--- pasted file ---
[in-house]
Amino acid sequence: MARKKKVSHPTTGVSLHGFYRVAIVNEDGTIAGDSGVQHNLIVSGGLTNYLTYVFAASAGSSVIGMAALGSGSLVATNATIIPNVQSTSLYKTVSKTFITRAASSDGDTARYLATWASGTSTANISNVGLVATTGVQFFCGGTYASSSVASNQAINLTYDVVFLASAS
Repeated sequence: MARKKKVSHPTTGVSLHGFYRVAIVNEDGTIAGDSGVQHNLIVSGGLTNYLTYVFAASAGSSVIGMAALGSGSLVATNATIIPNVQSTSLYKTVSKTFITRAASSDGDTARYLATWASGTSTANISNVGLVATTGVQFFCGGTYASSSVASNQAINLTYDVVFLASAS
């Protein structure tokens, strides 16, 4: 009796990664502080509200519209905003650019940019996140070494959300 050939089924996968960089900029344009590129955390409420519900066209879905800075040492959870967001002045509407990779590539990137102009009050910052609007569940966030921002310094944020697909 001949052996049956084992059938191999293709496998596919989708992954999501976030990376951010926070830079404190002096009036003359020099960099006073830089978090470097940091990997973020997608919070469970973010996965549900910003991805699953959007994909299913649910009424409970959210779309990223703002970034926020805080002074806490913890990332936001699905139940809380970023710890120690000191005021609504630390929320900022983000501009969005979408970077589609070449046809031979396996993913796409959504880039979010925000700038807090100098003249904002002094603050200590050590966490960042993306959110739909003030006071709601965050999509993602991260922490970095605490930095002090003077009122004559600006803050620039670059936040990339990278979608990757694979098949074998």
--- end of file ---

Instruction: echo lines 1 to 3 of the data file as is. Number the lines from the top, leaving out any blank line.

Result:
[in-house]
Amino acid sequence: MARKKKVSHPTTGVSLHGFYRVAIVNEDGTIAGDSGVQHNLIVSGGLTNYLTYVFAASAGSSVIGMAALGSGSLVATNATIIPNVQSTSLYKTVSKTFITRAASSDGDTARYLATWASGTSTANISNVGLVATTGVQFFCGGTYASSSVASNQAINLTYDVVFLASAS
Repeated sequence: MARKKKVSHPTTGVSLHGFYRVAIVNEDGTIAGDSGVQHNLIVSGGLTNYLTYVFAASAGSSVIGMAALGSGSLVATNATIIPNVQSTSLYKTVSKTFITRAASSDGDTARYLATWASGTSTANISNVGLVATTGVQFFCGGTYASSSVASNQAINLTYDVVFLASAS